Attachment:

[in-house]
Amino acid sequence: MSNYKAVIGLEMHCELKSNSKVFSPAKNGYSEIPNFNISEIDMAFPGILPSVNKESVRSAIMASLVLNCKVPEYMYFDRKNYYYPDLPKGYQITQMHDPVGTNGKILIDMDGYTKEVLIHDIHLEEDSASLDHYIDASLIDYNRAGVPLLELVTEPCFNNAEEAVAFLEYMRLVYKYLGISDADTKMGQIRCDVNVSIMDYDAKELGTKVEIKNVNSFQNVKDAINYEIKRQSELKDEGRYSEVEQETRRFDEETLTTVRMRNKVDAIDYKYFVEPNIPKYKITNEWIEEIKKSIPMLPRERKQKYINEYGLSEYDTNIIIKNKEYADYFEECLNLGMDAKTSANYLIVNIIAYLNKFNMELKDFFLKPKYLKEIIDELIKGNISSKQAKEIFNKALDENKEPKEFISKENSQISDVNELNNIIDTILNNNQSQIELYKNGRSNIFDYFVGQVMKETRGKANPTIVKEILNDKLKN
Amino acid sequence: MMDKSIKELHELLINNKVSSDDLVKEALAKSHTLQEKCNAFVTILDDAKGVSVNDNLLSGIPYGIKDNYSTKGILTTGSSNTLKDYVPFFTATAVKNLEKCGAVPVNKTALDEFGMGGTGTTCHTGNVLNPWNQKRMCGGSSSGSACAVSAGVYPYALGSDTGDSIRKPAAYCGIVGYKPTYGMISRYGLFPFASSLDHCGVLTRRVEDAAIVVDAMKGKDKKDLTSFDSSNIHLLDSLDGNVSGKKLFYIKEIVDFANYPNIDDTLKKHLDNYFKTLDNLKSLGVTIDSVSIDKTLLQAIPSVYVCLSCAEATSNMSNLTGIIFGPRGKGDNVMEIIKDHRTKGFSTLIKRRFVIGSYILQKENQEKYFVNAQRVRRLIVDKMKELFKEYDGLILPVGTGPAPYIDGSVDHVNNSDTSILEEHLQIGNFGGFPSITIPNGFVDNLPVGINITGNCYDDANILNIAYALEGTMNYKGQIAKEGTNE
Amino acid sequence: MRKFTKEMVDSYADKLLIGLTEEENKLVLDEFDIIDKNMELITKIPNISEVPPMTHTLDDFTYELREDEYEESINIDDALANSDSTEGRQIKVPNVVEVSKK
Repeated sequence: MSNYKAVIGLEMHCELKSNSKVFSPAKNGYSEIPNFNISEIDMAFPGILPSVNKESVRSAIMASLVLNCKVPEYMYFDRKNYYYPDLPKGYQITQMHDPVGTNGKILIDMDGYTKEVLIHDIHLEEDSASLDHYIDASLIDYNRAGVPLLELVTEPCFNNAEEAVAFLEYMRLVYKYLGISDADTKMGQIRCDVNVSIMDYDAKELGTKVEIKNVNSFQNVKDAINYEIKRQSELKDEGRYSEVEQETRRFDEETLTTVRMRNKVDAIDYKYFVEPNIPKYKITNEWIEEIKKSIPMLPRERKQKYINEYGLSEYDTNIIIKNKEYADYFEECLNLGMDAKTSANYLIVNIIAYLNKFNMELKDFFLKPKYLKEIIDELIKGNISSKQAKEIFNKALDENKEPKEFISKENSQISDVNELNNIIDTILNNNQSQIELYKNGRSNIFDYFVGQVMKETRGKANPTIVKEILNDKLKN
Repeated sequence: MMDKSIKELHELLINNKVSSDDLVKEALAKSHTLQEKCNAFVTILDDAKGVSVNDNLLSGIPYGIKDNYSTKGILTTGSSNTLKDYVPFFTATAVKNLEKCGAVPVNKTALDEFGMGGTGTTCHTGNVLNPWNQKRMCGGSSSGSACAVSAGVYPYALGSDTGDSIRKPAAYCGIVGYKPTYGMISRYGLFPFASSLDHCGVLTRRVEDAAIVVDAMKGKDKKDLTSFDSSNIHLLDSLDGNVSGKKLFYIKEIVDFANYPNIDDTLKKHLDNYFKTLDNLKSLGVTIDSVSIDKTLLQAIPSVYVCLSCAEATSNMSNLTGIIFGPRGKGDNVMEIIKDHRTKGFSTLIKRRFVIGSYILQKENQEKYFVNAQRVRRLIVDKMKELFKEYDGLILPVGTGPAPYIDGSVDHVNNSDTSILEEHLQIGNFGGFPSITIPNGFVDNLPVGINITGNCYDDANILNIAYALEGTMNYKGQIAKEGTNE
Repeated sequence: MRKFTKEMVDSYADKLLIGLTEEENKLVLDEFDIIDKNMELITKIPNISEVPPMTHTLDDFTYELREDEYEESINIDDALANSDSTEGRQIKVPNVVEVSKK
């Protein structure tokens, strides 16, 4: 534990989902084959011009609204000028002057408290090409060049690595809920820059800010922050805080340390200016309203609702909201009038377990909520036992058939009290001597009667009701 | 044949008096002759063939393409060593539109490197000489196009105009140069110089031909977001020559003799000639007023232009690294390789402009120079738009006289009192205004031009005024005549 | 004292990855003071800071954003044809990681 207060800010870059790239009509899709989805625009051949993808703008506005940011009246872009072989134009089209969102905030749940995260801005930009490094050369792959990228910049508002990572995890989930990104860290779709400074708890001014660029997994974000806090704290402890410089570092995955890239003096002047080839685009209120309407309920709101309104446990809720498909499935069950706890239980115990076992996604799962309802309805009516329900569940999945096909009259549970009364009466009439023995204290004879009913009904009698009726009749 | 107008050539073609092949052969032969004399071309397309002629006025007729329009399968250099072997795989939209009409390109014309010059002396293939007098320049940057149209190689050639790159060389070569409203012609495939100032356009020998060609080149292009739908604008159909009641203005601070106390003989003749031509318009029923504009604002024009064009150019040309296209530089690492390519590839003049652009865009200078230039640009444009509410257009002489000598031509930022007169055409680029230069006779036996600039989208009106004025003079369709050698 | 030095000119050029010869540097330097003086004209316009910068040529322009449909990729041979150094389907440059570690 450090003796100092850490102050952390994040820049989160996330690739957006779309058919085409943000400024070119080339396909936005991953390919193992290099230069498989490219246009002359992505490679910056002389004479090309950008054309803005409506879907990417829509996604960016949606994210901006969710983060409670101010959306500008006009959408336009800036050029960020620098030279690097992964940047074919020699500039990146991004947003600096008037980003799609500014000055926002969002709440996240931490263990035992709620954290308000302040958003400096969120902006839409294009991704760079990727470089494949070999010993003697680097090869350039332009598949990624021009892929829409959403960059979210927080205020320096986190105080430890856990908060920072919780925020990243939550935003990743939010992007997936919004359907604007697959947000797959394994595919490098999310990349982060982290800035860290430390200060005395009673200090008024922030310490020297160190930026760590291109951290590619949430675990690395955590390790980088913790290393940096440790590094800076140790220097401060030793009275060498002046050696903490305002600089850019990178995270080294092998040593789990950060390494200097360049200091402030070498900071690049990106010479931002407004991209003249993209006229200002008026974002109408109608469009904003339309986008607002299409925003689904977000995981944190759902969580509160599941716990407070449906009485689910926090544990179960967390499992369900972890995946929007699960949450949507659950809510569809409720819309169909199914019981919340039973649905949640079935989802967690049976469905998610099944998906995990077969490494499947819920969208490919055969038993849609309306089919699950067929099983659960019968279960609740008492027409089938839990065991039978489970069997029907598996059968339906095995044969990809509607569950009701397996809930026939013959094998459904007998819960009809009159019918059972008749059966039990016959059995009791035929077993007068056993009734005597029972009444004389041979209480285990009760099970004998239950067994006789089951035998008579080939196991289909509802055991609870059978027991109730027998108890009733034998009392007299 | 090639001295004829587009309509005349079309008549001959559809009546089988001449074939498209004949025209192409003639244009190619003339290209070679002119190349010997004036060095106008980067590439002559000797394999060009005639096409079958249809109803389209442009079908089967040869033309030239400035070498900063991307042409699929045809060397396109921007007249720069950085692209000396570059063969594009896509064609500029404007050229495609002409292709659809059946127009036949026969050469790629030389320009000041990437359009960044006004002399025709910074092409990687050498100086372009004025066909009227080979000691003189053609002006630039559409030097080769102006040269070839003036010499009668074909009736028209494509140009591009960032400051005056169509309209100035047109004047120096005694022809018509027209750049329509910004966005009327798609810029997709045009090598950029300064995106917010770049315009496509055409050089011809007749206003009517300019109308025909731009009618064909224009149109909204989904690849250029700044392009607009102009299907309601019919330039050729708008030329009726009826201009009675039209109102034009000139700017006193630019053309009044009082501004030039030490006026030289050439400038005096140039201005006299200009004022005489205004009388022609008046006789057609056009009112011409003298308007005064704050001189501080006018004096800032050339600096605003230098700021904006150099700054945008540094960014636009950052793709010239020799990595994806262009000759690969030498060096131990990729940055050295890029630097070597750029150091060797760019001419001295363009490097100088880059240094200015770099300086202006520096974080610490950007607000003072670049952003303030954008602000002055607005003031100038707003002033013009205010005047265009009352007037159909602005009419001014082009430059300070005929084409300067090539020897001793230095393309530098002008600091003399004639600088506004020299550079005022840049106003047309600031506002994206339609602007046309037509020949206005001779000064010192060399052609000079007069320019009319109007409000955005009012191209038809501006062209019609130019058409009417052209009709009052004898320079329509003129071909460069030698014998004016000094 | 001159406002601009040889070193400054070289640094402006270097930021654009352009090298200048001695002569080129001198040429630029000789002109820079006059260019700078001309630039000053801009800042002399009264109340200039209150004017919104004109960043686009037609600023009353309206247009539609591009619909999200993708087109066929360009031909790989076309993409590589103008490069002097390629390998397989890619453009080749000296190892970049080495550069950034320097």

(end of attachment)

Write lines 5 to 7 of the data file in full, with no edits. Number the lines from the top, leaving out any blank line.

Repeated sequence: MSNYKAVIGLEMHCELKSNSKVFSPAKNGYSEIPNFNISEIDMAFPGILPSVNKESVRSAIMASLVLNCKVPEYMYFDRKNYYYPDLPKGYQITQMHDPVGTNGKILIDMDGYTKEVLIHDIHLEEDSASLDHYIDASLIDYNRAGVPLLELVTEPCFNNAEEAVAFLEYMRLVYKYLGISDADTKMGQIRCDVNVSIMDYDAKELGTKVEIKNVNSFQNVKDAINYEIKRQSELKDEGRYSEVEQETRRFDEETLTTVRMRNKVDAIDYKYFVEPNIPKYKITNEWIEEIKKSIPMLPRERKQKYINEYGLSEYDTNIIIKNKEYADYFEECLNLGMDAKTSANYLIVNIIAYLNKFNMELKDFFLKPKYLKEIIDELIKGNISSKQAKEIFNKALDENKEPKEFISKENSQISDVNELNNIIDTILNNNQSQIELYKNGRSNIFDYFVGQVMKETRGKANPTIVKEILNDKLKN
Repeated sequence: MMDKSIKELHELLINNKVSSDDLVKEALAKSHTLQEKCNAFVTILDDAKGVSVNDNLLSGIPYGIKDNYSTKGILTTGSSNTLKDYVPFFTATAVKNLEKCGAVPVNKTALDEFGMGGTGTTCHTGNVLNPWNQKRMCGGSSSGSACAVSAGVYPYALGSDTGDSIRKPAAYCGIVGYKPTYGMISRYGLFPFASSLDHCGVLTRRVEDAAIVVDAMKGKDKKDLTSFDSSNIHLLDSLDGNVSGKKLFYIKEIVDFANYPNIDDTLKKHLDNYFKTLDNLKSLGVTIDSVSIDKTLLQAIPSVYVCLSCAEATSNMSNLTGIIFGPRGKGDNVMEIIKDHRTKGFSTLIKRRFVIGSYILQKENQEKYFVNAQRVRRLIVDKMKELFKEYDGLILPVGTGPAPYIDGSVDHVNNSDTSILEEHLQIGNFGGFPSITIPNGFVDNLPVGINITGNCYDDANILNIAYALEGTMNYKGQIAKEGTNE
Repeated sequence: MRKFTKEMVDSYADKLLIGLTEEENKLVLDEFDIIDKNMELITKIPNISEVPPMTHTLDDFTYELREDEYEESINIDDALANSDSTEGRQIKVPNVVEVSKK